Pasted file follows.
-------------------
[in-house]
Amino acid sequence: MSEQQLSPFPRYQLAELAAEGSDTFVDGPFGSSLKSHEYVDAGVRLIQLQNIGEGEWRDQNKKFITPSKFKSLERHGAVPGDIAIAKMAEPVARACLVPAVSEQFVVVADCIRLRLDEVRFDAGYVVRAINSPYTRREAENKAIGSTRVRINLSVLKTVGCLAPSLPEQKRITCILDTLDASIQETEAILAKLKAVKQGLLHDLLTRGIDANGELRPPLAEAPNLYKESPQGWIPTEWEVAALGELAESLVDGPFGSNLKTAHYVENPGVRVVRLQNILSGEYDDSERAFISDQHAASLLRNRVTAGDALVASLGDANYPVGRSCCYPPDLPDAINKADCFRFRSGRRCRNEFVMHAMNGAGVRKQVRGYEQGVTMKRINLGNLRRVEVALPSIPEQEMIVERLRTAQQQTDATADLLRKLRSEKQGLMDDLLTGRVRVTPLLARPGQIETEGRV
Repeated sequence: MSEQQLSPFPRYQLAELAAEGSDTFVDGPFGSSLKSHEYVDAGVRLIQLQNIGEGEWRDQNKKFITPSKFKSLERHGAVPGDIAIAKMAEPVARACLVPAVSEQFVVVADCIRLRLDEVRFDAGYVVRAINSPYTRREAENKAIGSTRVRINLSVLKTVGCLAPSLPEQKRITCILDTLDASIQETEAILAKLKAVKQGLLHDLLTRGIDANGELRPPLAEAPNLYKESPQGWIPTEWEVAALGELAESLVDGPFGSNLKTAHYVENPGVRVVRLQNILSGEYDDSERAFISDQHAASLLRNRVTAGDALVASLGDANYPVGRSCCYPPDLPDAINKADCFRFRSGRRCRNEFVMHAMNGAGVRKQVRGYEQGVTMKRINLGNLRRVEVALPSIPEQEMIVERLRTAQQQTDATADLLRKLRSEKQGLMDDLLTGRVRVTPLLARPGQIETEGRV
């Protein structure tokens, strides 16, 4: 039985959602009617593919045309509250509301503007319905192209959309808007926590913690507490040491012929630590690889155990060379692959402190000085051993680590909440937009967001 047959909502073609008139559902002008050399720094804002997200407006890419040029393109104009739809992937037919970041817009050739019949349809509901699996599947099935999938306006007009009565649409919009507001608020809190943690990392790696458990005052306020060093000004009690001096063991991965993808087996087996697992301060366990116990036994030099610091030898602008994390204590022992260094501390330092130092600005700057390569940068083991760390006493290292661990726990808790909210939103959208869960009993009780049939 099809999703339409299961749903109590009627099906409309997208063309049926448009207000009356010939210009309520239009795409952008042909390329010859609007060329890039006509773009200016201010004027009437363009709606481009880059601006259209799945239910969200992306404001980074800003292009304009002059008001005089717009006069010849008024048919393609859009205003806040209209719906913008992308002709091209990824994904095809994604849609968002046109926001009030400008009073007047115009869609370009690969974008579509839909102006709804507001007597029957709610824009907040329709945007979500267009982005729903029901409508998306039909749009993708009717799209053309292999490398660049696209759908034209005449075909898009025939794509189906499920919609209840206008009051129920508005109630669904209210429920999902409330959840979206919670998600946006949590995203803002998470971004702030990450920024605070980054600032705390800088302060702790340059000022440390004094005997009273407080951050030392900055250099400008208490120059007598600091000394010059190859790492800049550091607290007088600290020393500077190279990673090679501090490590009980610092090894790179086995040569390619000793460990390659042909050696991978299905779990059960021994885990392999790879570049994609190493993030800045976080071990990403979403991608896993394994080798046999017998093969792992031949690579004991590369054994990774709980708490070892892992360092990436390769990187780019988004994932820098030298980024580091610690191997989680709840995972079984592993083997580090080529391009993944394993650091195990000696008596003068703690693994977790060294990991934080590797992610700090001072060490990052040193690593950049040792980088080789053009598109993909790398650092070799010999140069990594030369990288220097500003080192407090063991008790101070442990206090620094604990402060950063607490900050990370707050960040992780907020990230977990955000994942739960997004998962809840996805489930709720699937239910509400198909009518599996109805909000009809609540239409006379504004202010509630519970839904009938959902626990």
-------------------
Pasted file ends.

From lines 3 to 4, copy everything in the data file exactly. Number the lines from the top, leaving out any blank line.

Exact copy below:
Repeated sequence: MSEQQLSPFPRYQLAELAAEGSDTFVDGPFGSSLKSHEYVDAGVRLIQLQNIGEGEWRDQNKKFITPSKFKSLERHGAVPGDIAIAKMAEPVARACLVPAVSEQFVVVADCIRLRLDEVRFDAGYVVRAINSPYTRREAENKAIGSTRVRINLSVLKTVGCLAPSLPEQKRITCILDTLDASIQETEAILAKLKAVKQGLLHDLLTRGIDANGELRPPLAEAPNLYKESPQGWIPTEWEVAALGELAESLVDGPFGSNLKTAHYVENPGVRVVRLQNILSGEYDDSERAFISDQHAASLLRNRVTAGDALVASLGDANYPVGRSCCYPPDLPDAINKADCFRFRSGRRCRNEFVMHAMNGAGVRKQVRGYEQGVTMKRINLGNLRRVEVALPSIPEQEMIVERLRTAQQQTDATADLLRKLRSEKQGLMDDLLTGRVRVTPLLARPGQIETEGRV
């Protein structure tokens, strides 16, 4: 039985959602009617593919045309509250509301503007319905192209959309808007926590913690507490040491012929630590690889155990060379692959402190000085051993680590909440937009967001 047959909502073609008139559902002008050399720094804002997200407006890419040029393109104009739809992937037919970041817009050739019949349809509901699996599947099935999938306006007009009565649409919009507001608020809190943690990392790696458990005052306020060093000004009690001096063991991965993808087996087996697992301060366990116990036994030099610091030898602008994390204590022992260094501390330092130092600005700057390569940068083991760390006493290292661990726990808790909210939103959208869960009993009780049939 099809999703339409299961749903109590009627099906409309997208063309049926448009207000009356010939210009309520239009795409952008042909390329010859609007060329890039006509773009200016201010004027009437363009709606481009880059601006259209799945239910969200992306404001980074800003292009304009002059008001005089717009006069010849008024048919393609859009205003806040209209719906913008992308002709091209990824994904095809994604849609968002046109926001009030400008009073007047115009869609370009690969974008579509839909102006709804507001007597029957709610824009907040329709945007979500267009982005729903029901409508998306039909749009993708009717799209053309292999490398660049696209759908034209005449075909898009025939794509189906499920919609209840206008009051129920508005109630669904209210429920999902409330959840979206919670998600946006949590995203803002998470971004702030990450920024605070980054600032705390800088302060702790340059000022440390004094005997009273407080951050030392900055250099400008208490120059007598600091000394010059190859790492800049550091607290007088600290020393500077190279990673090679501090490590009980610092090894790179086995040569390619000793460990390659042909050696991978299905779990059960021994885990392999790879570049994609190493993030800045976080071990990403979403991608896993394994080798046999017998093969792992031949690579004991590369054994990774709980708490070892892992360092990436390769990187780019988004994932820098030298980024580091610690191997989680709840995972079984592993083997580090080529391009993944394993650091195990000696008596003068703690693994977790060294990991934080590797992610700090001072060490990052040193690593950049040792980088080789053009598109993909790398650092070799010999140069990594030369990288220097500003080192407090063991008790101070442990206090620094604990402060950063607490900050990370707050960040992780907020990230977990955000994942739960997004998962809840996805489930709720699937239910509400198909009518599996109805909000009809609540239409006379504004202010509630519970839904009938959902626990």